A study by the BETA Technology Centre of the UVic-UCC and the ICRA helps the livestock sector to reduce antibiotics in slurry.
The effectiveness of the technologies installed in livestock manure treatment plants (slurry and manure) to remove or concentrate nutrients and to generate organic fertilizers of high agricultural value has been widely demonstrated. To date, however, the information available on the ability of these systems to reduce the concentration of other pollutants, such as veterinary drugs and antibiotics, is very limited. In part, the lack of information is attributed to the lack of measures in the Spanish regulatory framework that sets maximum permitted amounts of these emerging contaminants.
Related to this issue, the European Union has proposed to take some measures, within the framework of the EU Zero Contamination Action Plan, such as the entry into force of the regulation on veterinary medicinal products and medicated feeding stuffs. This regulation aims at reducing the consumption of veterinary antibiotics and the restriction of others for human consumption only. Thus, from 28 January 2022, pharmacovigilance of veterinary antibiotics will be compulsory and the rules on environmental risk assessment will be revised.
In this context, the BETA Technological Centre of the University of Vic - Central University of Catalonia (UVic-UCC) and the Catalan Institute for Water Research (ICRA) have just presented a technical guide that compiles the results of a study on the presence of veterinary drugs and antibiotics in livestock manure and makes recommendations on how these pollutants can be reduced with current technologies applied in the treatment of slurry and manure. The handbook is intended as a tool to guide companies in the livestock sector on which technologies are most effective and to propose mitigation strategies to ensure that the use of slurry and manure does not pose a risk to the environment, animal and public health.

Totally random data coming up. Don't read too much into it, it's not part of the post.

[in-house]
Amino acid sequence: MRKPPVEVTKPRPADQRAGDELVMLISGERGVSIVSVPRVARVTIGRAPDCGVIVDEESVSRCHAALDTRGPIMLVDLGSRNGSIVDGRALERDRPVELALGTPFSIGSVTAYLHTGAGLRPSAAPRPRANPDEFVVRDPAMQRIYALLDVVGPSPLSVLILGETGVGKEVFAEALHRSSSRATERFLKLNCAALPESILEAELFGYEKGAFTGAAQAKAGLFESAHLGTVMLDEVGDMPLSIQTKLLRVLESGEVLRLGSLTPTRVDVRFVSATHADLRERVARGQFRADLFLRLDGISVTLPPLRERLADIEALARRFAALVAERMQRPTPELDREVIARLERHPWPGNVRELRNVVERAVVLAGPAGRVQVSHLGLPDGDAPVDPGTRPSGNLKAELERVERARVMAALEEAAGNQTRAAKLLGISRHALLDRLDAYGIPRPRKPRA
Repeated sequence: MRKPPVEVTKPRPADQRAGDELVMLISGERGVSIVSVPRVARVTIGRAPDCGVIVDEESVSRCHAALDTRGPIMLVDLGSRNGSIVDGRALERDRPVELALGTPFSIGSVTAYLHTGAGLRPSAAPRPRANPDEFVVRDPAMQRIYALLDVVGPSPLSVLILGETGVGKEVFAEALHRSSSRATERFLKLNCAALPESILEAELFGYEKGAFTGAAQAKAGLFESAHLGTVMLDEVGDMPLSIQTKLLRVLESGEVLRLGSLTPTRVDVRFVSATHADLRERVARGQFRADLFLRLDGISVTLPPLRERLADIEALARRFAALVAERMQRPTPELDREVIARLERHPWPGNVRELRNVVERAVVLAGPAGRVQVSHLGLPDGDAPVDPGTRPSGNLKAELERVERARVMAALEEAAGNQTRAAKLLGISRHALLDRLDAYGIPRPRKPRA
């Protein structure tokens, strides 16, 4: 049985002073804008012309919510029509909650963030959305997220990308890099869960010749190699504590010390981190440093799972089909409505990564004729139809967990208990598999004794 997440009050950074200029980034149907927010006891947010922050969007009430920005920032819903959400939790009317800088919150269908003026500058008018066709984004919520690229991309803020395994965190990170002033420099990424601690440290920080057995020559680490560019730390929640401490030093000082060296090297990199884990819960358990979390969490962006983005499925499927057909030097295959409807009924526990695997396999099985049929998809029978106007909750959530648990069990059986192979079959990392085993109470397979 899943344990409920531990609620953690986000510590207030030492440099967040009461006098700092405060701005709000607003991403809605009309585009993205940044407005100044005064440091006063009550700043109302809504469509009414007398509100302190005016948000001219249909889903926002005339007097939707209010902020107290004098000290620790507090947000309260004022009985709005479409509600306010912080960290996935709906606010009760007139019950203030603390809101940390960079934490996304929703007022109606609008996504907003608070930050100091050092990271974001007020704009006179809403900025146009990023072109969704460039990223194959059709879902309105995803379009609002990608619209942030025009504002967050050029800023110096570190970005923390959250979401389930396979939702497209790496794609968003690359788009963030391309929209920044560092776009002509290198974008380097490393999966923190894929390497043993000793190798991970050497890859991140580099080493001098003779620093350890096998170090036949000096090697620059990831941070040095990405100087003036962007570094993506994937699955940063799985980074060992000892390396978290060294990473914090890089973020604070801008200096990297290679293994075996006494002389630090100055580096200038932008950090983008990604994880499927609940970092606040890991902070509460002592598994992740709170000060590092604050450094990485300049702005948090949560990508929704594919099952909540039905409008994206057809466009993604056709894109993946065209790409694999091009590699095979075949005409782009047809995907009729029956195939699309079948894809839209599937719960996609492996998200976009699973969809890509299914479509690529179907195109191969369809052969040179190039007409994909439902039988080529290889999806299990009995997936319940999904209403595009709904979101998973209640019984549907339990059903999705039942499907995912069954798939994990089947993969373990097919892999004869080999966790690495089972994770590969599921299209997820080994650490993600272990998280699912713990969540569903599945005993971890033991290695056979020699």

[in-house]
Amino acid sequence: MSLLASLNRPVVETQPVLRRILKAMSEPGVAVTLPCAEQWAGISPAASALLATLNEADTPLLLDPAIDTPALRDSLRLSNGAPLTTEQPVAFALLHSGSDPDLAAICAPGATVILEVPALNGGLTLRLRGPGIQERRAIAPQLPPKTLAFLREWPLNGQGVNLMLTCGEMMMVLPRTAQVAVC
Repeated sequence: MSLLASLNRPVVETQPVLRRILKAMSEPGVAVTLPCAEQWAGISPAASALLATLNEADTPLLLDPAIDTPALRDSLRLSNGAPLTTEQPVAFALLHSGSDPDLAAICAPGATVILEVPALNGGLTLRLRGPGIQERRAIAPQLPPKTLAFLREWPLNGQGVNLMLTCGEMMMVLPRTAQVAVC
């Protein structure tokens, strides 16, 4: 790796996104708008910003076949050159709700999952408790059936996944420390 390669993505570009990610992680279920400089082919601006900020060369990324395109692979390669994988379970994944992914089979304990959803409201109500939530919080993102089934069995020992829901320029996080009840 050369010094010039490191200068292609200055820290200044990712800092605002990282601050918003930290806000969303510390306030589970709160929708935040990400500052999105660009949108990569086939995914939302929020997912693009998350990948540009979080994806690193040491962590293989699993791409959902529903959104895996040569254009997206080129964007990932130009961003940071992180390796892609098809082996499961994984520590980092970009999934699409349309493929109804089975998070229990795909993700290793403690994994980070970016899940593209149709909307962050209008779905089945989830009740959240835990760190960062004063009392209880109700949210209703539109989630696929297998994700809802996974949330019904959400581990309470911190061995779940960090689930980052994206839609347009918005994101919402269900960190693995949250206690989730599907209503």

The guide Demostración de la capacidad de reducción de antibióticos en tecnologías de tratamiento de purines: Guía técnica de asesoramiento para el sector ganadero compiles the results obtained in three real livestock manure treatment plants in Central Catalonia. According to Meritxell Gros, ICRA researcher: "the study confirms that, despite the improvements that have been made in recent years in the livestock sector to reduce the supply of drugs and antibiotics, the concentrations of these substances detected in pig slurry and cow manure are remarkable, up to mg / L in liquid fractions and mg / kg in solids". These concentrations are higher in pig slurry. "The most frequently detected compounds are antibiotics of the tetracycline group, fluoroquinolones, macrolides, lincosamides and tiamulin, which are used for the treatment of gastrointestinal and respiratory diseases, together with flubendazole, a drug to treat intestinal parasites, and the anti-inflammatory flunixin," adds Gros.
Four consolidated technologies
The study conducted by the consortium formed by CT BETA and ICRA has been carried out in the framework of the project "Aids for Demonstration Activities" of the rural development programme 2014-2020 of the Department of Climate Action, Food and Rural Agenda of the Generalitat de Catalunya. The work focuses precisely on evaluating the effectiveness of four consolidated technologies to reduce the occurrence of drugs, antibiotics and antibiotic resistance genes in pig slurry and cattle manure.